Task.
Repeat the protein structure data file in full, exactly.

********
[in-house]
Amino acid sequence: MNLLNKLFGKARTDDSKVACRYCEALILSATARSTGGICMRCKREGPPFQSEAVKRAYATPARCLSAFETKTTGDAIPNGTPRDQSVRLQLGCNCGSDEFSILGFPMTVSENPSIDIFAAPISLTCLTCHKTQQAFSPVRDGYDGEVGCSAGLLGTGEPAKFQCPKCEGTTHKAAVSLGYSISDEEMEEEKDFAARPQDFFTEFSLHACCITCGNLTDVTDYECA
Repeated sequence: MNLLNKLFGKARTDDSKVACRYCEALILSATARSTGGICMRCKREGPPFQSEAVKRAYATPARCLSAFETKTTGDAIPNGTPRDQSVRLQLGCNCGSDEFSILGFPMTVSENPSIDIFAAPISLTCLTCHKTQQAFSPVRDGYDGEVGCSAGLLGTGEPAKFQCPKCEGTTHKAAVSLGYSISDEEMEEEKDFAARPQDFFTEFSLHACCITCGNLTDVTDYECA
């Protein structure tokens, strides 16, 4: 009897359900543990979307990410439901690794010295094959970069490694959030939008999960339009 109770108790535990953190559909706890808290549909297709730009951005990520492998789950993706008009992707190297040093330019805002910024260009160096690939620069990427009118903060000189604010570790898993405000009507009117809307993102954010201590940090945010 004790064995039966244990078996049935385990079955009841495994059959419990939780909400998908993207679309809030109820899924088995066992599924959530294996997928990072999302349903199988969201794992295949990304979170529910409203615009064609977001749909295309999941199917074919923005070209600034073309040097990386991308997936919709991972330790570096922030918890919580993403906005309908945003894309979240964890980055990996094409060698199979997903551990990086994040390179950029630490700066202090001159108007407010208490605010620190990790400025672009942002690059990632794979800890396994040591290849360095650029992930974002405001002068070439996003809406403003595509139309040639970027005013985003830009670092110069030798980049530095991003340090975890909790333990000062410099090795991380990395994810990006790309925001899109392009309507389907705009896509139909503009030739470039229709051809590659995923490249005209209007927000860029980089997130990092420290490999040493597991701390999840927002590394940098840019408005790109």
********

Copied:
[in-house]
Amino acid sequence: MNLLNKLFGKARTDDSKVACRYCEALILSATARSTGGICMRCKREGPPFQSEAVKRAYATPARCLSAFETKTTGDAIPNGTPRDQSVRLQLGCNCGSDEFSILGFPMTVSENPSIDIFAAPISLTCLTCHKTQQAFSPVRDGYDGEVGCSAGLLGTGEPAKFQCPKCEGTTHKAAVSLGYSISDEEMEEEKDFAARPQDFFTEFSLHACCITCGNLTDVTDYECA
Repeated sequence: MNLLNKLFGKARTDDSKVACRYCEALILSATARSTGGICMRCKREGPPFQSEAVKRAYATPARCLSAFETKTTGDAIPNGTPRDQSVRLQLGCNCGSDEFSILGFPMTVSENPSIDIFAAPISLTCLTCHKTQQAFSPVRDGYDGEVGCSAGLLGTGEPAKFQCPKCEGTTHKAAVSLGYSISDEEMEEEKDFAARPQDFFTEFSLHACCITCGNLTDVTDYECA
């Protein structure tokens, strides 16, 4: 009897359900543990979307990410439901690794010295094959970069490694959030939008999960339009 109770108790535990953190559909706890808290549909297709730009951005990520492998789950993706008009992707190297040093330019805002910024260009160096690939620069990427009118903060000189604010570790898993405000009507009117809307993102954010201590940090945010 004790064995039966244990078996049935385990079955009841495994059959419990939780909400998908993207679309809030109820899924088995066992599924959530294996997928990072999302349903199988969201794992295949990304979170529910409203615009064609977001749909295309999941199917074919923005070209600034073309040097990386991308997936919709991972330790570096922030918890919580993403906005309908945003894309979240964890980055990996094409060698199979997903551990990086994040390179950029630490700066202090001159108007407010208490605010620190990790400025672009942002690059990632794979800890396994040591290849360095650029992930974002405001002068070439996003809406403003595509139309040639970027005013985003830009670092110069030798980049530095991003340090975890909790333990000062410099090795991380990395994810990006790309925001899109392009309507389907705009896509139909503009030739470039229709051809590659995923490249005209209007927000860029980089997130990092420290490999040493597991701390999840927002590394940098840019408005790109």